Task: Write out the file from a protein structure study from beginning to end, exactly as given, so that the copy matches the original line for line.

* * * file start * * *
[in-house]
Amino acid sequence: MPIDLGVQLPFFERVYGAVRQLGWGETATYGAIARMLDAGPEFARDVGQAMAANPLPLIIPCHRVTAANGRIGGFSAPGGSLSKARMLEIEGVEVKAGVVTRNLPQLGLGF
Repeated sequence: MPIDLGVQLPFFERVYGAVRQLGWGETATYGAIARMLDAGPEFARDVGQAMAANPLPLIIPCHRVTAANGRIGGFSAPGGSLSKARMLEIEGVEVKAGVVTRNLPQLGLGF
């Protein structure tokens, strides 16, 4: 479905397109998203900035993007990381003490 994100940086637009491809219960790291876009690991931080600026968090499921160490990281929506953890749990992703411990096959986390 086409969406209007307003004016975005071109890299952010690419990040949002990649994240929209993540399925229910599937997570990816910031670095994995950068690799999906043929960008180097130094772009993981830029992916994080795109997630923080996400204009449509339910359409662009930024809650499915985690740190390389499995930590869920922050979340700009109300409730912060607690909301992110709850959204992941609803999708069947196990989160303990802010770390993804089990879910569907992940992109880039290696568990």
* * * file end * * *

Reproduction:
[in-house]
Amino acid sequence: MPIDLGVQLPFFERVYGAVRQLGWGETATYGAIARMLDAGPEFARDVGQAMAANPLPLIIPCHRVTAANGRIGGFSAPGGSLSKARMLEIEGVEVKAGVVTRNLPQLGLGF
Repeated sequence: MPIDLGVQLPFFERVYGAVRQLGWGETATYGAIARMLDAGPEFARDVGQAMAANPLPLIIPCHRVTAANGRIGGFSAPGGSLSKARMLEIEGVEVKAGVVTRNLPQLGLGF
């Protein structure tokens, strides 16, 4: 479905397109998203900035993007990381003490 994100940086637009491809219960790291876009690991931080600026968090499921160490990281929506953890749990992703411990096959986390 086409969406209007307003004016975005071109890299952010690419990040949002990649994240929209993540399925229910599937997570990816910031670095994995950068690799999906043929960008180097130094772009993981830029992916994080795109997630923080996400204009449509339910359409662009930024809650499915985690740190390389499995930590869920922050979340700009109300409730912060607690909301992110709850959204992941609803999708069947196990989160303990802010770390993804089990879910569907992940992109880039290696568990």